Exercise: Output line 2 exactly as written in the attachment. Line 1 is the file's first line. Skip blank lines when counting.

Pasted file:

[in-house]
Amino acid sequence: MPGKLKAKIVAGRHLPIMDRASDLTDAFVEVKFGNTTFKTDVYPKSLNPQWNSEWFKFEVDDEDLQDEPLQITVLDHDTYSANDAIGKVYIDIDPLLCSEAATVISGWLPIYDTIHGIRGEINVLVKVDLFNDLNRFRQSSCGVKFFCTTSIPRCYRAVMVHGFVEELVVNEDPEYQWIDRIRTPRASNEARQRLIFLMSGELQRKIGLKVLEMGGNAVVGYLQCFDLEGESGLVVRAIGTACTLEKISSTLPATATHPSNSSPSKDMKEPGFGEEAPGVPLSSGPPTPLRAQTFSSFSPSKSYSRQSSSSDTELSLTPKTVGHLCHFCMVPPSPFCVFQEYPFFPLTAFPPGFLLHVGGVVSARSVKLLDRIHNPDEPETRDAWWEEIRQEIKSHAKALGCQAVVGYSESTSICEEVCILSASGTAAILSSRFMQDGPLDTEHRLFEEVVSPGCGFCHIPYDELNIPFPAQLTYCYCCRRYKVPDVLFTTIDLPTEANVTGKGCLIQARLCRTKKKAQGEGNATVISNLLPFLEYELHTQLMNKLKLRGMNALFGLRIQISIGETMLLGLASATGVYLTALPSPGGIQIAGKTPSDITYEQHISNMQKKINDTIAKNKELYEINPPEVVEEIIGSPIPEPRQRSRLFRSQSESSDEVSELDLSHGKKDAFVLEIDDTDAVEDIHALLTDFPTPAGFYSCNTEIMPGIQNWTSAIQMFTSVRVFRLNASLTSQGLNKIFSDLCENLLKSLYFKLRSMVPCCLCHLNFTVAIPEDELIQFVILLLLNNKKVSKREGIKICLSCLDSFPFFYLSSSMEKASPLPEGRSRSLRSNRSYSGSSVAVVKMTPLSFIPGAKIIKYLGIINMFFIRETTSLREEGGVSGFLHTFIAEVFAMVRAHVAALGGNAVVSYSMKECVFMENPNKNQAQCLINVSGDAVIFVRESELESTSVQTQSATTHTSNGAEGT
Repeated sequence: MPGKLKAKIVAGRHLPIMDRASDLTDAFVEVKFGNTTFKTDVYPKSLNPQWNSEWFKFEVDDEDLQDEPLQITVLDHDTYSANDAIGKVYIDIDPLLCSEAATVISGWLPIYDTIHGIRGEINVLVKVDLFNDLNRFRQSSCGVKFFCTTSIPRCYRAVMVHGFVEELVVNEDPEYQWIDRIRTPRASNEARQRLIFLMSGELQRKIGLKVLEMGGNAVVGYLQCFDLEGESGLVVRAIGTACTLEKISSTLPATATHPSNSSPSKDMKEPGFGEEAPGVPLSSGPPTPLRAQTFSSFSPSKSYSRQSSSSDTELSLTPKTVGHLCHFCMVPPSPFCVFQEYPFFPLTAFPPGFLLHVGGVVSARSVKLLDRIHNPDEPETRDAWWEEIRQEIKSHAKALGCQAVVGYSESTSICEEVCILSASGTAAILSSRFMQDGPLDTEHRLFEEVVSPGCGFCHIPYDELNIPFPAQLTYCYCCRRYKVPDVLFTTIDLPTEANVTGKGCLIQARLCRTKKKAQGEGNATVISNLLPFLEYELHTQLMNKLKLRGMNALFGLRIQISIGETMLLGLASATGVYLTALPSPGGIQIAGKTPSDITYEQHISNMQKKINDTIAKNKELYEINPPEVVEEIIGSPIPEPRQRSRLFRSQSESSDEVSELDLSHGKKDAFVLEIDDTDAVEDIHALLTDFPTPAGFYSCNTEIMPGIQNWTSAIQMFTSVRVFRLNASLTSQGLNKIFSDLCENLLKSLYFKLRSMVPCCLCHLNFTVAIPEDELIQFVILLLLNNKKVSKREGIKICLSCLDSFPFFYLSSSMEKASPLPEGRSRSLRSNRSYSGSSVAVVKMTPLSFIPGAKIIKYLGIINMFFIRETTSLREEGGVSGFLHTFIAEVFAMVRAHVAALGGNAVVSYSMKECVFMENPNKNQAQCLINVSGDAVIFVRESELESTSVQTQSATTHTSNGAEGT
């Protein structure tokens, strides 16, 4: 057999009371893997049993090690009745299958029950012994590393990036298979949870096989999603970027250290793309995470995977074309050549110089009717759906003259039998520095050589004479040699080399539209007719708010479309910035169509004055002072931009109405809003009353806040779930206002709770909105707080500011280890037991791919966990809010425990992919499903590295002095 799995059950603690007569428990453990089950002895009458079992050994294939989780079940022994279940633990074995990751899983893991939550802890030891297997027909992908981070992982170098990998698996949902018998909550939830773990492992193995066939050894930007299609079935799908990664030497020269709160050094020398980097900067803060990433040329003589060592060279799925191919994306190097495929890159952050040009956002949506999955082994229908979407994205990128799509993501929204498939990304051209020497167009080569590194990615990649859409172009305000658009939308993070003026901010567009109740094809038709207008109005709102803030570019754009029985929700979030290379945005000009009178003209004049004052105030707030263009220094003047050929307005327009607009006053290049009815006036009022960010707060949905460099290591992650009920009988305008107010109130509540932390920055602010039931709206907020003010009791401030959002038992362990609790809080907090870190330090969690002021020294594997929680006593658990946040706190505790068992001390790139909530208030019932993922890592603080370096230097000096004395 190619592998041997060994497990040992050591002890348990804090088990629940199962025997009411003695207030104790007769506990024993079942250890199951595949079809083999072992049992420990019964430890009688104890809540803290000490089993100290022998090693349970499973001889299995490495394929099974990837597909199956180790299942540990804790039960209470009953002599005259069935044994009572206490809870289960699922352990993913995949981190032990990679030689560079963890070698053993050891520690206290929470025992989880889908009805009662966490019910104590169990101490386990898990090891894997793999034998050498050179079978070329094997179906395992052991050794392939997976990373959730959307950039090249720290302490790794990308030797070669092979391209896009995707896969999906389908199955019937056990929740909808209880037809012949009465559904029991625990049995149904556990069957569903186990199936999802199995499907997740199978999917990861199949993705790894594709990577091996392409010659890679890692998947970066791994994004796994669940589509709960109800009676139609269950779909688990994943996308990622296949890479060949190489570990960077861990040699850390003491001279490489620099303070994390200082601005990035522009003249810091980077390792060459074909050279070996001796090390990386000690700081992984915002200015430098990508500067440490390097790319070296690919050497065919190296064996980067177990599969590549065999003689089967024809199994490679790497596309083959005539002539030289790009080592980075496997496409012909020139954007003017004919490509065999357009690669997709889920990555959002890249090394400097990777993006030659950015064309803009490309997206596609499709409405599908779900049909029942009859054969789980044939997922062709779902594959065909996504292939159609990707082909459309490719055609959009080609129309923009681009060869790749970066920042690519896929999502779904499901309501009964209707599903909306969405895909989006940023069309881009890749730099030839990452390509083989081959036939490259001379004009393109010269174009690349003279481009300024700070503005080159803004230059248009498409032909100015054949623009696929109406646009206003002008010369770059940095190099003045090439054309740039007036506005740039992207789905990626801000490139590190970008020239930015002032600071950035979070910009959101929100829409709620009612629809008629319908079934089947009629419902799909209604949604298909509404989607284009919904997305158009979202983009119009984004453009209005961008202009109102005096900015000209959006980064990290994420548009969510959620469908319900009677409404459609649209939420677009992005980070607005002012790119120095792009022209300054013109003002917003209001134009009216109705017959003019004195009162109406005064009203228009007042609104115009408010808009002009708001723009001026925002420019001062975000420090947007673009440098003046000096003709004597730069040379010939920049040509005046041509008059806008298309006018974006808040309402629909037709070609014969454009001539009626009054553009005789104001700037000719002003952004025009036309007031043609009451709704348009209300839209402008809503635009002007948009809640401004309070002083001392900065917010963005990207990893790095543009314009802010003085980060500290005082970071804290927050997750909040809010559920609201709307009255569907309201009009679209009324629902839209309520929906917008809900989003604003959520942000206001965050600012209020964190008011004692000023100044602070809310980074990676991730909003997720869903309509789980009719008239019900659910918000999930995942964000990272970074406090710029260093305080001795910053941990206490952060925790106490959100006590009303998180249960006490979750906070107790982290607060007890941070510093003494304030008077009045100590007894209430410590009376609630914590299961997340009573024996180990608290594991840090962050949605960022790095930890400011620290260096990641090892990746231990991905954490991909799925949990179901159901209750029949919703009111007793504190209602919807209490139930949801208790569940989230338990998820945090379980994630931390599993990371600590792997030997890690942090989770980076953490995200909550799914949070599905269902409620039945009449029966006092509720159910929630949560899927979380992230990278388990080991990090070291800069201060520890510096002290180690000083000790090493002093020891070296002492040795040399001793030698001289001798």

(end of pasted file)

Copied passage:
Amino acid sequence: MPGKLKAKIVAGRHLPIMDRASDLTDAFVEVKFGNTTFKTDVYPKSLNPQWNSEWFKFEVDDEDLQDEPLQITVLDHDTYSANDAIGKVYIDIDPLLCSEAATVISGWLPIYDTIHGIRGEINVLVKVDLFNDLNRFRQSSCGVKFFCTTSIPRCYRAVMVHGFVEELVVNEDPEYQWIDRIRTPRASNEARQRLIFLMSGELQRKIGLKVLEMGGNAVVGYLQCFDLEGESGLVVRAIGTACTLEKISSTLPATATHPSNSSPSKDMKEPGFGEEAPGVPLSSGPPTPLRAQTFSSFSPSKSYSRQSSSSDTELSLTPKTVGHLCHFCMVPPSPFCVFQEYPFFPLTAFPPGFLLHVGGVVSARSVKLLDRIHNPDEPETRDAWWEEIRQEIKSHAKALGCQAVVGYSESTSICEEVCILSASGTAAILSSRFMQDGPLDTEHRLFEEVVSPGCGFCHIPYDELNIPFPAQLTYCYCCRRYKVPDVLFTTIDLPTEANVTGKGCLIQARLCRTKKKAQGEGNATVISNLLPFLEYELHTQLMNKLKLRGMNALFGLRIQISIGETMLLGLASATGVYLTALPSPGGIQIAGKTPSDITYEQHISNMQKKINDTIAKNKELYEINPPEVVEEIIGSPIPEPRQRSRLFRSQSESSDEVSELDLSHGKKDAFVLEIDDTDAVEDIHALLTDFPTPAGFYSCNTEIMPGIQNWTSAIQMFTSVRVFRLNASLTSQGLNKIFSDLCENLLKSLYFKLRSMVPCCLCHLNFTVAIPEDELIQFVILLLLNNKKVSKREGIKICLSCLDSFPFFYLSSSMEKASPLPEGRSRSLRSNRSYSGSSVAVVKMTPLSFIPGAKIIKYLGIINMFFIRETTSLREEGGVSGFLHTFIAEVFAMVRAHVAALGGNAVVSYSMKECVFMENPNKNQAQCLINVSGDAVIFVRESELESTSVQTQSATTHTSNGAEGT